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1. The distance between the handrails: Measure the distance between the outside of the two handrails on your treadmill. The WalkTop™ supports up to 37 inches (940mm). The arm brackets can be rotated to provide maximum stability depending on the distance between the handrails.
2. The circumference of the handrails: Measure the distance around the handrails of your treadmill. The WalkTop™ supports up to 12 inches (305mm) in circumference and a minimum of 4.75 inches (120mm) but may depend on the shape of the arms. If your treadmill arms are over this size, let us know and we can provide extension straps. If the circumference is smaller than the minimum, you may need to place something around the arms first.
3. The length of the handrails and distance to console: The absolute technical minimum is 8 inches (203mm). However, depending on the height of the user and shape of the console this can sometimes lead to the WalkTop™ interfering with the console. Instead, we recommend at least 12 inches (304mm) from the front of the handrails to the console to ensure the best fit.
4. The vertical angle of the handrails: Most treadmills have handrails that are parallel to, or near-parallel to the floor. Some treadmills arms are set at an angle. The WalkTop™ may work with angled arms, however will not work well with treadmills where the arms are set at more than 20%. At 40%, there will be absolutely no height and angle adjustment available for the desktop.
5. Handrails that are not parallel: The handrails do not need to be completely parallel to each other and can angle inwards or outwards slightly. The maximum total angle is 15º (7.5º each arm either inwards or outwards from parallel.)
6. The shape of the handrails: Some treadmill arms are not completely flat. Some curve upwards or downwards in the middle. This can most often be accommodated. Some handrails have unique or irregular shapes on the bottom or top. The WalkTop™ was designed to fit irregular handrail shapes.
7. Heart monitors, cross bars, and other handles between the handrails: Some treadmills have heart monitors that sit between, and perpendicular to, the handrails. In many cases this can be accommodated, particularly if the cross bar doesn’t rise higher than 3.5 inches (90mm) above the handrails. However, in some cases, the crossbar rises significantly above the handrails towards the user. These extreme cases may be accommodated but may be best for taller users because the desk height needs to clear the crossbar. The minimum height of the desktop can be no lower than the highest part of the crossbar and desktop incline settings may be limited.
8. Controls on the handrails: Some treadmills have speed and incline controls on the arms of the treadmill. The WalkTop™ arm brackets are designed to straddle the button controls on most treadmills. While this may block unobstructed access to those controls, the console usually has secondary speed and incline controls. To ensure that the controls on the arms are not in contact with the WalkTop™, the length of the controls cannot exceed 5 inches (127mm), and the height of the controls must be under 0.4 inches (10mm). A minimum of 2 inches (51mm) is required in front of and behind the controls on the handrails.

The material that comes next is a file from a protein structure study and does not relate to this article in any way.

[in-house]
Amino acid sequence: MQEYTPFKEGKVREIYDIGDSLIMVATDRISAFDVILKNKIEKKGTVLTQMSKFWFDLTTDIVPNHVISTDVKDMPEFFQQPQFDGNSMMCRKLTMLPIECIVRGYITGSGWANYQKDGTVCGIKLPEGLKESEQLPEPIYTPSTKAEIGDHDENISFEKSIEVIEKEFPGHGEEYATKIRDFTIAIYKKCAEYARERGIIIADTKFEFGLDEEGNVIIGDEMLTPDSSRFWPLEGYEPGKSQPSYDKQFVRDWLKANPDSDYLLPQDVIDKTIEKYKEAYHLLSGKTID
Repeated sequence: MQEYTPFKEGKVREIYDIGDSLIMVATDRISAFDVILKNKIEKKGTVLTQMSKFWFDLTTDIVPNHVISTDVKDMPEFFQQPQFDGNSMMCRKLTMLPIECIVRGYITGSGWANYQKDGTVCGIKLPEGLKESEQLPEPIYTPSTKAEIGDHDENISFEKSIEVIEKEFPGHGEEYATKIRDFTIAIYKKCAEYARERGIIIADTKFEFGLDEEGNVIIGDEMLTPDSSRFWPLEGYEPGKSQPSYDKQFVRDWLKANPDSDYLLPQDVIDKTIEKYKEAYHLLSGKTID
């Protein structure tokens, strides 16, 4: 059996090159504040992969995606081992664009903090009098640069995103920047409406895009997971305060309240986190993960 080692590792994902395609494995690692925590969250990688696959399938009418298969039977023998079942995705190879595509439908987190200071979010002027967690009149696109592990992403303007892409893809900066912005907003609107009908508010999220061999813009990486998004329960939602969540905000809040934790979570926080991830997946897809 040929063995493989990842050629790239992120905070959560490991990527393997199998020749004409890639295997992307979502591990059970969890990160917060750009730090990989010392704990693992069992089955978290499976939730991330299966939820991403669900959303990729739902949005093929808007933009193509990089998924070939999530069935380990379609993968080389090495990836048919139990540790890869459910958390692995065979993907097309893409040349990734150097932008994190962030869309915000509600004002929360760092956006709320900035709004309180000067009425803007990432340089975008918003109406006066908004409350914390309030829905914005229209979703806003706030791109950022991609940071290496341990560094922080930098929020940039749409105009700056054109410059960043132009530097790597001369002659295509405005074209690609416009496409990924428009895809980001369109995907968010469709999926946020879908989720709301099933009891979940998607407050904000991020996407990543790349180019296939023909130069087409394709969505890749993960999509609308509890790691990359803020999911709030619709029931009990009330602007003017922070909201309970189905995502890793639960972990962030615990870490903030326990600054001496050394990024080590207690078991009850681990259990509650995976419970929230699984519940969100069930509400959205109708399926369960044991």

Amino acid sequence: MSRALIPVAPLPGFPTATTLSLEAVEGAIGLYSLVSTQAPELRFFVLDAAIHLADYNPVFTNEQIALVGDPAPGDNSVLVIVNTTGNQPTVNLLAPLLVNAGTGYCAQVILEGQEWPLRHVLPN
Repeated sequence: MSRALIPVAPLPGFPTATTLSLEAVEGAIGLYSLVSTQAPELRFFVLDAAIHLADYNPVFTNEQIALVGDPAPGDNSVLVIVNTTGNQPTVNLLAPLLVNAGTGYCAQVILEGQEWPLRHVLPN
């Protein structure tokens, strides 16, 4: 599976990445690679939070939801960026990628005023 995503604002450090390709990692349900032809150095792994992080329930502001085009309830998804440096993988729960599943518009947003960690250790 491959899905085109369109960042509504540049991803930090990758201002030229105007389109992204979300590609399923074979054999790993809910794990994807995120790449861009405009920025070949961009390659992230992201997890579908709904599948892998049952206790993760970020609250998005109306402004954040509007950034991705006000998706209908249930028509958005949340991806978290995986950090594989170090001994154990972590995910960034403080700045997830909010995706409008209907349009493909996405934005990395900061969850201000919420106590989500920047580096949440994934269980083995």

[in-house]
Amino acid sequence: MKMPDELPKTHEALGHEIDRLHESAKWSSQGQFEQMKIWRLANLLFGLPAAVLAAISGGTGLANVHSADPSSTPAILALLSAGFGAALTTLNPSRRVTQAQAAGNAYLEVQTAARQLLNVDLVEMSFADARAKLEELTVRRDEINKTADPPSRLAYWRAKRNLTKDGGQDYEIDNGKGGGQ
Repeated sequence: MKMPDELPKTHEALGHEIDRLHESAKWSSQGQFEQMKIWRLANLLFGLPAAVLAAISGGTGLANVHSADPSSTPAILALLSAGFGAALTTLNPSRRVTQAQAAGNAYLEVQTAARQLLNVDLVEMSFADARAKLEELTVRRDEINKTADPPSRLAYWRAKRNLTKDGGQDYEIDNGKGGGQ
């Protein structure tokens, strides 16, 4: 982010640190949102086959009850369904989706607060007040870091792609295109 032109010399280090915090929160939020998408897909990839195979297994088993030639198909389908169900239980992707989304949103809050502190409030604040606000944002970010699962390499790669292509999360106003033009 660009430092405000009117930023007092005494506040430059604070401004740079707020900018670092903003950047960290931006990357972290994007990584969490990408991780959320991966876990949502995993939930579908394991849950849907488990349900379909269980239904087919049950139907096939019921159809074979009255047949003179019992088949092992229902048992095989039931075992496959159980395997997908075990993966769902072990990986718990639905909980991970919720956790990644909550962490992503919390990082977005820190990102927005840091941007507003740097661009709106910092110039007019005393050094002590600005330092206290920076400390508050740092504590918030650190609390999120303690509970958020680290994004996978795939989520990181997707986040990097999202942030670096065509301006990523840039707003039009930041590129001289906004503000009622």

9. The placement of controls on the console: Each treadmill places controls in a different location. Often there are multiple methods to control speed and incline. Fully unobstructed access to the controls depends on both the treadmill and the height of the user. Always use the safety tether so that you can stop the treadmill immediately if required.
10. Your own height and the height of the handrails:
The height of treadmill handrails varies. Based on perfectly flat arms at 0º angularity, the height of the desktop cannot be set lower than the top of the handrails plus 2.95 inches (75mm) or higher than 11.7 inches (297mm) above the handrails.
Measure the height of your treadmill handrails. Add 2.95 inches (75mm) for the lowest installed desktop height. Add 11.7 inches (297mm) for the highest installed desktop height.
Fully unobstructed access to the controls may be easier or more difficult depending on your height. Some may find it easier to reach above the desk to turn the treadmill on and off. Others may find it easier to reach under the desk. The desktop is clear to assist you in this task. Never over-extend, or attempt to reach further than you can while the treadmill is moving. If ever in doubt, use the emergency tether to stop your treadmill, adjust the speed and incline, and then resume walking.
Other Treadmill Selection Considerations
The WalkTop™ is designed to fit most existing treadmills, however there are other factors that may affect the selection of a good walking treadmill. In addition to the above fitting guidelines, look for treadmills with low RPM, high torque motors that support low starting speeds and high maximum user weights. Horse power, or Continuous Horse Power (CHP), is not always an accurate indicator of suitability. Manufacturers' methods of measuring and reporting CHP may vary.
Look for treadmills with longer tread belt. The width is less important, but treadmills with extremely short tread belts may not be suitable, especially for taller users. The length required is a function of the design and placement of the console as well as the natural stride length of the user.
Some treadmills support both incline and decline. While this is a fantastic new innovation, never set the treadmill to decline when using the WalkTop™. Lower walking speeds can increase load on the motor, especially at a decline. Setting the treadmill to a slight incline helps reduce load on the motor and also increases how much energy you use while walking!
IMPORTANT: Always maintain your treadmill to the manufacturers’ specifications and have it serviced regularly.